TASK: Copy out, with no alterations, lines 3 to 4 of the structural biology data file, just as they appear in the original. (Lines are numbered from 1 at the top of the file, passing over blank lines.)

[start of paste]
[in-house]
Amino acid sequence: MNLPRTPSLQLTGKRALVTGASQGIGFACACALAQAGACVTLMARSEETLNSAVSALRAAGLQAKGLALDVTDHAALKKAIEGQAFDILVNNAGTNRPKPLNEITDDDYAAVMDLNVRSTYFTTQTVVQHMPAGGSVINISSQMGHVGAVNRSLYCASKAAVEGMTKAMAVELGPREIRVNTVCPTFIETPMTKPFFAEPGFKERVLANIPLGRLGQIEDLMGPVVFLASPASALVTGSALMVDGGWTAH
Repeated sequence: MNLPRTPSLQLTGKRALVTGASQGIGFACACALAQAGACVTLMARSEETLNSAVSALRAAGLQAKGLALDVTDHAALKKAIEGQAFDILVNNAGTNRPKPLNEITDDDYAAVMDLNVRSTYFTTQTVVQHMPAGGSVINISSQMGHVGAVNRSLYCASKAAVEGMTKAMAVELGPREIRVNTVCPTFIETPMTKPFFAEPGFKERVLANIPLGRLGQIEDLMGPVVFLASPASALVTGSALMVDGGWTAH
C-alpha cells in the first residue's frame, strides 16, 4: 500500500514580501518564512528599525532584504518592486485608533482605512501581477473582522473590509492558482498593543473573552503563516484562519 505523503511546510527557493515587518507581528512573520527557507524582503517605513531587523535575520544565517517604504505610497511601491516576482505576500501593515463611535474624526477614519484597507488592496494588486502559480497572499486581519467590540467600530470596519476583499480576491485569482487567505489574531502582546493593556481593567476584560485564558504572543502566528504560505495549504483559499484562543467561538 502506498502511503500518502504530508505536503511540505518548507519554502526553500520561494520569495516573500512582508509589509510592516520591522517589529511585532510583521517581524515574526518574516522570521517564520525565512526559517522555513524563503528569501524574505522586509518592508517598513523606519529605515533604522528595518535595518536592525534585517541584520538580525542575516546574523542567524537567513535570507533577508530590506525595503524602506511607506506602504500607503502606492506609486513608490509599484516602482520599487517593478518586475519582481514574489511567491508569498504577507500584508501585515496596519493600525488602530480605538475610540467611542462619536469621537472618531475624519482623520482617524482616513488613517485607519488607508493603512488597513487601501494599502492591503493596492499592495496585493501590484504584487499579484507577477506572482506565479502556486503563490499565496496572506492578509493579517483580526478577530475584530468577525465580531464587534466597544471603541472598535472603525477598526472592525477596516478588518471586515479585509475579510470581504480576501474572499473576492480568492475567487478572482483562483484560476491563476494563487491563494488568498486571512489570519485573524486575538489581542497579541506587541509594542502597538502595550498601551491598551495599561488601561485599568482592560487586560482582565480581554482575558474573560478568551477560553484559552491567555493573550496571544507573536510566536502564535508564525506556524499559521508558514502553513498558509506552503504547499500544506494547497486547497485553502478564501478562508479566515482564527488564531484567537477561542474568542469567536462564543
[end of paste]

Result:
Repeated sequence: MNLPRTPSLQLTGKRALVTGASQGIGFACACALAQAGACVTLMARSEETLNSAVSALRAAGLQAKGLALDVTDHAALKKAIEGQAFDILVNNAGTNRPKPLNEITDDDYAAVMDLNVRSTYFTTQTVVQHMPAGGSVINISSQMGHVGAVNRSLYCASKAAVEGMTKAMAVELGPREIRVNTVCPTFIETPMTKPFFAEPGFKERVLANIPLGRLGQIEDLMGPVVFLASPASALVTGSALMVDGGWTAH
C-alpha cells in the first residue's frame, strides 16, 4: 500500500514580501518564512528599525532584504518592486485608533482605512501581477473582522473590509492558482498593543473573552503563516484562519 505523503511546510527557493515587518507581528512573520527557507524582503517605513531587523535575520544565517517604504505610497511601491516576482505576500501593515463611535474624526477614519484597507488592496494588486502559480497572499486581519467590540467600530470596519476583499480576491485569482487567505489574531502582546493593556481593567476584560485564558504572543502566528504560505495549504483559499484562543467561538 502506498502511503500518502504530508505536503511540505518548507519554502526553500520561494520569495516573500512582508509589509510592516520591522517589529511585532510583521517581524515574526518574516522570521517564520525565512526559517522555513524563503528569501524574505522586509518592508517598513523606519529605515533604522528595518535595518536592525534585517541584520538580525542575516546574523542567524537567513535570507533577508530590506525595503524602506511607506506602504500607503502606492506609486513608490509599484516602482520599487517593478518586475519582481514574489511567491508569498504577507500584508501585515496596519493600525488602530480605538475610540467611542462619536469621537472618531475624519482623520482617524482616513488613517485607519488607508493603512488597513487601501494599502492591503493596492499592495496585493501590484504584487499579484507577477506572482506565479502556486503563490499565496496572506492578509493579517483580526478577530475584530468577525465580531464587534466597544471603541472598535472603525477598526472592525477596516478588518471586515479585509475579510470581504480576501474572499473576492480568492475567487478572482483562483484560476491563476494563487491563494488568498486571512489570519485573524486575538489581542497579541506587541509594542502597538502595550498601551491598551495599561488601561485599568482592560487586560482582565480581554482575558474573560478568551477560553484559552491567555493573550496571544507573536510566536502564535508564525506556524499559521508558514502553513498558509506552503504547499500544506494547497486547497485553502478564501478562508479566515482564527488564531484567537477561542474568542469567536462564543